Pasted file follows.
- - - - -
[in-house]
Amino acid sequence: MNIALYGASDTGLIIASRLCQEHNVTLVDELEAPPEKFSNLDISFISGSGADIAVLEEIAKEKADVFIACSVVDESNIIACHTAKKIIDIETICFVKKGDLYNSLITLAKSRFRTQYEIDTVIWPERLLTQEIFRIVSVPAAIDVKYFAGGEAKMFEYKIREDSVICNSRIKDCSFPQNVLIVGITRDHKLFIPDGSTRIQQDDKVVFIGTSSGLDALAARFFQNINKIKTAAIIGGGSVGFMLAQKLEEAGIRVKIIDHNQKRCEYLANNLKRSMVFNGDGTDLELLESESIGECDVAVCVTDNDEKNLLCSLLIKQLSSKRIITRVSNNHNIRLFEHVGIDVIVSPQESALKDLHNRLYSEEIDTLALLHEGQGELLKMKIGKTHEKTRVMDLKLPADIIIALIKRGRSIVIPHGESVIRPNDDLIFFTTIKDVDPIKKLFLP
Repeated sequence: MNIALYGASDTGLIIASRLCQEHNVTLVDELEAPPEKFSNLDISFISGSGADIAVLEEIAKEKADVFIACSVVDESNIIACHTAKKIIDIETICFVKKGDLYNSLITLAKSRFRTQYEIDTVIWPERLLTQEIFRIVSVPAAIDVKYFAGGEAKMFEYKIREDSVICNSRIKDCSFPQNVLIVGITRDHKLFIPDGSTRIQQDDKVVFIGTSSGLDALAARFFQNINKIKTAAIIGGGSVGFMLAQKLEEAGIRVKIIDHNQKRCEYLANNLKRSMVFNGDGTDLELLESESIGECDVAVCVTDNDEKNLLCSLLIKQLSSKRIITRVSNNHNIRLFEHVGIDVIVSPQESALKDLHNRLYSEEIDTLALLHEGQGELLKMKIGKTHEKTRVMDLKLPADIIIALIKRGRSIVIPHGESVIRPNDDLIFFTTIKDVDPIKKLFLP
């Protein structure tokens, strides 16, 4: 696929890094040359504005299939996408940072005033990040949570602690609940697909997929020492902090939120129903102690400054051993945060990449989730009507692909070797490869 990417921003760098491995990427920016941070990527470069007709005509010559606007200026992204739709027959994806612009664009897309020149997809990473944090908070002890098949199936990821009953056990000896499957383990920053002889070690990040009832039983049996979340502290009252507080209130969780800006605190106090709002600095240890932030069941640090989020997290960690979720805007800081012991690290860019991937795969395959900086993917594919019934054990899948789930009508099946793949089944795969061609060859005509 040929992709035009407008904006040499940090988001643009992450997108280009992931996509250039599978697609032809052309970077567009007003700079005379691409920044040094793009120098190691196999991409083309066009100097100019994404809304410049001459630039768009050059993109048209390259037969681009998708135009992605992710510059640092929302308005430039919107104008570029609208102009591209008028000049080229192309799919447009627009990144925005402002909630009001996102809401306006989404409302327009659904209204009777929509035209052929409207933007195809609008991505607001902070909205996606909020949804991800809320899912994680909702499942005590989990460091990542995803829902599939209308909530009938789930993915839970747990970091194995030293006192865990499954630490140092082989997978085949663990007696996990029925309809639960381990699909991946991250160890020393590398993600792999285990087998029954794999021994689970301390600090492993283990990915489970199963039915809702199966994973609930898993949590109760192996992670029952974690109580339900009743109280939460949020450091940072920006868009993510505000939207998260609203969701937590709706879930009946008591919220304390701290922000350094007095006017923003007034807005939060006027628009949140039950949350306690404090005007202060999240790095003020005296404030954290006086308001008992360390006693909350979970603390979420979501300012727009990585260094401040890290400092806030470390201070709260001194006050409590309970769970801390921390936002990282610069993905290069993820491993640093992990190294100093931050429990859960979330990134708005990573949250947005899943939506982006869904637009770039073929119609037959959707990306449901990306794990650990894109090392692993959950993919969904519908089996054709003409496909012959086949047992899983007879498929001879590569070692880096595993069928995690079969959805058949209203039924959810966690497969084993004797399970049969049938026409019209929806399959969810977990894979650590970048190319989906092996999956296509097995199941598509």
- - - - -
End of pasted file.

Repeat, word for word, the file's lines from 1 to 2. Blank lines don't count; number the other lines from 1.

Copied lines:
[in-house]
Amino acid sequence: MNIALYGASDTGLIIASRLCQEHNVTLVDELEAPPEKFSNLDISFISGSGADIAVLEEIAKEKADVFIACSVVDESNIIACHTAKKIIDIETICFVKKGDLYNSLITLAKSRFRTQYEIDTVIWPERLLTQEIFRIVSVPAAIDVKYFAGGEAKMFEYKIREDSVICNSRIKDCSFPQNVLIVGITRDHKLFIPDGSTRIQQDDKVVFIGTSSGLDALAARFFQNINKIKTAAIIGGGSVGFMLAQKLEEAGIRVKIIDHNQKRCEYLANNLKRSMVFNGDGTDLELLESESIGECDVAVCVTDNDEKNLLCSLLIKQLSSKRIITRVSNNHNIRLFEHVGIDVIVSPQESALKDLHNRLYSEEIDTLALLHEGQGELLKMKIGKTHEKTRVMDLKLPADIIIALIKRGRSIVIPHGESVIRPNDDLIFFTTIKDVDPIKKLFLP